Tax disenfranchisement

It was reported this last week that 1.5 million UK pensioners are paying too much tax which is because too much is being deducted from their occupational and private pensions and from any employment earnings they have. Once upon a time of course, most pensioners with taxable income of any sort had to complete tax returns. Since the introduction of Self Assessment in 1996-97 and increased automation and exchange of information as well as significant job cuts in what has become HM Revenue & Customs, far fewer people have to complete tax returns. In itself this is sensible, because why should people have to worry about form filling if it is not necessary, and can be dispensed with? However, if we have a more “automatic” system, it should work and be seen to work. This means that if age allowances are due then they should be allocated, and it should be easier for the public to talk to the Tax Office about their issues.

I believe information should be supplied to every household in the land explaining the system of personal allowances and how direct taxation works at its most basic level, but in reality, the only time most of us get any proper information about the workings of our liabilities to tax is if we actually have to complete tax returns ourselves. For the rest who just have periodical Notices of Coding, HMRC is simply explaining why they are doing what they are doing, and leaving out information which they perceive as irrelevant but which may not be.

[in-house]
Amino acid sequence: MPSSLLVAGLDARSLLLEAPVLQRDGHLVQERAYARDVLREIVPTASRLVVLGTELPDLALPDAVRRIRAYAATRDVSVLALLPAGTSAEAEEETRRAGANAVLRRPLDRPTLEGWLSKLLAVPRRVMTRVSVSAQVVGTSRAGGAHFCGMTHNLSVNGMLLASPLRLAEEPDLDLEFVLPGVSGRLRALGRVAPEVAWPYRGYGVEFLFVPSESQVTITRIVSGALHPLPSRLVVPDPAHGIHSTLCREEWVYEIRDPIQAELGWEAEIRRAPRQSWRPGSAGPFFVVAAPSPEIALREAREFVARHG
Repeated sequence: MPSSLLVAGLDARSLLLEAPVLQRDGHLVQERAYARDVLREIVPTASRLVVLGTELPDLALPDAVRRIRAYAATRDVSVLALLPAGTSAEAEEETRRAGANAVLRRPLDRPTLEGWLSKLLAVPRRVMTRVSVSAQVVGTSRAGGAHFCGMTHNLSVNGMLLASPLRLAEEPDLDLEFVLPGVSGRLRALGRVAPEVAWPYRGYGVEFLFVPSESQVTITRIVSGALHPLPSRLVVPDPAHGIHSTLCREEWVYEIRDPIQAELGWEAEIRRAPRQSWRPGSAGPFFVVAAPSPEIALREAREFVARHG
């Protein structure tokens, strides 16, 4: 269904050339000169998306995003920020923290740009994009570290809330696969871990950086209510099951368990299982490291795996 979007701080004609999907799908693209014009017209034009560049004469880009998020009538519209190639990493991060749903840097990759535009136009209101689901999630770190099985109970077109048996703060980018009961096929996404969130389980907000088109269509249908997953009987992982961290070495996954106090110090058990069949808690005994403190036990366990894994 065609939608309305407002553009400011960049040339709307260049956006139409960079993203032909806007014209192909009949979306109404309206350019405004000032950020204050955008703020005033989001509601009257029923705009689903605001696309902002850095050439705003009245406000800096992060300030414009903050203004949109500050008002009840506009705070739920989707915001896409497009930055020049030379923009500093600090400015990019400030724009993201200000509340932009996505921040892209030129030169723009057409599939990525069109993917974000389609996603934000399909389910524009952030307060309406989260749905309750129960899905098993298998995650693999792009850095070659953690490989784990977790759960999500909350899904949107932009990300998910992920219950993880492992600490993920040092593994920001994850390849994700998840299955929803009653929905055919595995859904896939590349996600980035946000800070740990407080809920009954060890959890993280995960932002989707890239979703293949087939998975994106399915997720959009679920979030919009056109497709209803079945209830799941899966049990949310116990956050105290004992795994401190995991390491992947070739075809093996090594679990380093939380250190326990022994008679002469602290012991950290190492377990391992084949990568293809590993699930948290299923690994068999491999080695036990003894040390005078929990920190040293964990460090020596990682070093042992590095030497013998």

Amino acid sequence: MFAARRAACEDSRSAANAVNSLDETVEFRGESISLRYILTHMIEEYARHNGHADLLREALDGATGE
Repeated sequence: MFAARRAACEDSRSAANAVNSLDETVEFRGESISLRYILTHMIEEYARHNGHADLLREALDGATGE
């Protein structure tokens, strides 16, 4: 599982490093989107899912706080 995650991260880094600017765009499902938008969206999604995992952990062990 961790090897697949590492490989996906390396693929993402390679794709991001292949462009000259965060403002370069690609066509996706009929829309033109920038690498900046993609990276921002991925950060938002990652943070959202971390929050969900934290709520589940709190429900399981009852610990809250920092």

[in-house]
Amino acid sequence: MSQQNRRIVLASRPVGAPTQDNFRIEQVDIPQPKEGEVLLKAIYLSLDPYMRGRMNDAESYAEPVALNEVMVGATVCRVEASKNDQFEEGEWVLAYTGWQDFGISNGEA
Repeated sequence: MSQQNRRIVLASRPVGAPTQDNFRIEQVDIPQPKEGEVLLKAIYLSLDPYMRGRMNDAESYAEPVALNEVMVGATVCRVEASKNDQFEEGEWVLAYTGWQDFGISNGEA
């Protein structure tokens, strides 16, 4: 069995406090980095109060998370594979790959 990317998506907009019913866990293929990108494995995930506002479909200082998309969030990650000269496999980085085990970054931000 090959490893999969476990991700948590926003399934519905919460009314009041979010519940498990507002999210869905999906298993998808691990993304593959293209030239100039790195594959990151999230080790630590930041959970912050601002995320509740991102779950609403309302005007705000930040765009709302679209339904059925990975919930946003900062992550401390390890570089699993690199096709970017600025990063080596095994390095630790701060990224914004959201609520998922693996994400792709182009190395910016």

Of course, the public may talk to someone at an HMRC call centre if they think they have problems or are being taxed incorrectly, but they need to know they have a problem first. Some no doubt complain about high taxes without knowing that they are being overcharged. This of course takes me back to the point a made a few months ago about “progress” disenfranchising the non-technical population.

© Jon Stow 2009

BBC: 1.5m pensioners ‘overpaying tax’

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